Washington, D.C: Buell & Blanchard, 1852.
31 pp. 1 vols. 8vo. Removed. Dumond, p. 107. Item #217854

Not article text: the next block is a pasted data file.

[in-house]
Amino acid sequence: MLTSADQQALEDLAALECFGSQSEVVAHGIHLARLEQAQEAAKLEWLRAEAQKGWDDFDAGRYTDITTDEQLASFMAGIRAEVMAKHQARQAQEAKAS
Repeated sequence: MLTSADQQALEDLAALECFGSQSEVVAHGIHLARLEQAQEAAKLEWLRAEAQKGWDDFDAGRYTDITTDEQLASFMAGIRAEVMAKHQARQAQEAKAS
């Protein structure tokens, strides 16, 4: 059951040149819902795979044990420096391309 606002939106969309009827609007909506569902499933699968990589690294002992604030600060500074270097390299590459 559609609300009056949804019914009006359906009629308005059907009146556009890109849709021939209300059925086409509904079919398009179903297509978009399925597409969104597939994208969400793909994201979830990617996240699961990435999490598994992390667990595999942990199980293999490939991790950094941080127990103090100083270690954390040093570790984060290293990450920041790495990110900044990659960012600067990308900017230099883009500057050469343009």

This is the great abolitionist’s first major speech (a Boston edition appeared in the same year) in the Senate, attacking the Fugitive Slave Law of 1850. ”Sumner entered the Senate on Dec. 1, 1851. By that time, the compromise measures of 1850 had been adopted. Only five days before the end of the session did Sumner get his chance to attack: “For more than three hours he presented a tremendous arraignment of the Fugitive-slave Law. The galleries filled. For an hour Webster himself was an attentive listener, this being his last visit to the Senate chamber. Near Webster, while Sumner was speaking, sat Horace Mann, who wrote in his journal: ‘the 26th of August, 1852 [date of this speech] redeemed the 7th of March, 1850 [date of the Fugitive Slave Law]’… Southern Senators heaped angry derision upon Sumner’s amendment…and but four votes were given in its favor. Nevertheless, Chase declared that in American history Sumner’s speech would mark the day when the advocates of the restriciton of slavery ‘no longer content to stand on the defensive in the contest with slavery, boldly attacked the very citadel of its power’…” (DAB).